Blades of Time review – Getting kinky with my clones

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Meet Ayumi, an annoying ditzy blonde. I’m not sure if it is the voice acting, her lack of concern and interest in events around her or her oddly pointy boobs, but damn, this woman gives me a headache. There is nothing endearing about her and she looks more like a misplaced attempt at fan service than an actual character that we are meant to take seriously (even though she looks so much better than in X-blades).

Sadly, if the story was written in a tongue-in-cheek way, it might have gotten away with it. Maybe.

Ayumi attacks her guild master to get a shiny treasure that takes her to Dragonland, where she is helped by the mysterious Altar and some chick wreathed in fire who looks, oddly, just like Ayumi. If by this point you are banging your head on your keyboard, this game is not for you. However, if you can stomach a flimsy story with a protagonist that seems quite happy to take everything in her stride, Blades of Time offers pretty frenetic combat mechanics. While not as smooth as say, Bayonetta, the combat is fast and opens up into a slightly technical affair. Thankfully, since X-blades the developers have toned down the enemies, who had perfect accuracy and could chain juggle attacks together until death. Now that you have a fighting chance, and a few health packs for use in heavy fights, Ayumi has a better chance of seeing the end of the game. Ayumi uses her attacks to build up rage, which is then used to fuel spells. Bigger spells need more rage to cast, but are worth it.

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The Time Rewind mechanic takes some getting used to, as it feels counterintuitive and is completely different from other games that use time mechanics. When rewinding time, Ayumi stands still and watches a clone of herself move back in time, along with any other enemies or traps, as long as rewind is held. Once let go, the action will continue as it was when you played that section, except now you have control of Ayumi from where you were standing while watching the action. So you can, for example, attack a monster head-on, move away, rewind time to the start of the fight, and then attack from behind while your past self attacks head on. Confused yet?

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If you rewind again now, you will watch all of the actions you just performed get rewound, making another clone of yourself. Now the fight has three of you attacking one poor sod. This process can be repeated until you run out of rewind energy, or until your brain melts. This can also be applied in puzzles where you are required to stand on several buttons simultaneously. I must say, while I found it rather easy to achieve positive results in combat, sometimes circling foes with a clutch of clones all firing at the same target, the puzzles took some trial and error to get right. The first time I had to stand on two platforms long enough for me to reach a treasure without the spike trap reactivating, I went to bed with a sore head. Now I totally see why Douglas Adams said that time travellers require 1001 tenses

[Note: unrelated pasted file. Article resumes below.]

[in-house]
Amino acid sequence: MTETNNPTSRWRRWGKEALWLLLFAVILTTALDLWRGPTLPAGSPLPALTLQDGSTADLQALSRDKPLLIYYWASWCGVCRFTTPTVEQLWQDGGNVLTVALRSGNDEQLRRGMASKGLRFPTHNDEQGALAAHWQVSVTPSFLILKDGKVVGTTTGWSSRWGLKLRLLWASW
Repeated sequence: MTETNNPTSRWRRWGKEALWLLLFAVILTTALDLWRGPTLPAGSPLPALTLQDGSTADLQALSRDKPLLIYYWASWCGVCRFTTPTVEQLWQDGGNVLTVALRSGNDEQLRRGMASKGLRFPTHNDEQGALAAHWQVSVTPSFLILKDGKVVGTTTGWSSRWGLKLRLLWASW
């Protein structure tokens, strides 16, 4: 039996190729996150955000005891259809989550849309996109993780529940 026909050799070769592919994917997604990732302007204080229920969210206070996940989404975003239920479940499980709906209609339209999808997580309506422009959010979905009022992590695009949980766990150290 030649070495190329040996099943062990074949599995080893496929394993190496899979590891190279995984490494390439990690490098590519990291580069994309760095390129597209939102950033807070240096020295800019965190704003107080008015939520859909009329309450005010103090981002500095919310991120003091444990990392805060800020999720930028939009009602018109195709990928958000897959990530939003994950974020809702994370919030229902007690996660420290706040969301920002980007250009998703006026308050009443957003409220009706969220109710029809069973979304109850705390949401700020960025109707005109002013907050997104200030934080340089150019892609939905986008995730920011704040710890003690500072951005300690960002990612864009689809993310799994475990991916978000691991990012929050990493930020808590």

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Exploration is key to survival, with powerful weapons and amulets waiting in chests all over the world. Thankfully, Ayumi has a magical compass with two needles. The first points toward her current objective, with the second one pointing at nearby treasure. Hanging off her belt, the compass glows blue if treasure is nearby, rewarding observant players. When using the compass, the camera angle changes for a better view of the compass. Spin Ayumi around to get your bearings, or even just to have a better look at your surroundings. She can also get to hard to reach places by using her gun to free floating plants, which she can air dash towards to traverse great chasms. Even some boss fights require their use, to get away from large explosions and the like. Now if only the boss fights were epic…

Scoring:

Gameplay: 6/10.

While the combat is pretty impressive, having the game ignore a few button presses is really annoying. Ranged combat doesn’t gel with the rest of the game’s fluid movements.

Design and Presentation: 7/10.

The graphics really stand out, with amazing locales. The compass mechanic is something I hope to see in more games in future. Time Rewind is well implemented, though could have used a better tutorial.

Value: 5/10.

With a single player that lasts close to 10 hours and an uninspiring multiplayer, this game won’t keep you that busy.

Overall: 6/10.

Blades of Time enters the market at close to half price: instead of that R600 or so for a brand new console game, which is a great move for a non-AAA title. Gaijin Entertainment’s spiritual successor to X-blades makes a bucket of improvements, but still misses the mark. If you enjoy hack-n-slash, and don’t mind a B-grade title, Blades of Time is a good way to while away a few hours, if you aren’t expecting too much. A recommendation if you enjoy seeing unique, fresh ideas and don’t mind the other bits being subpar.

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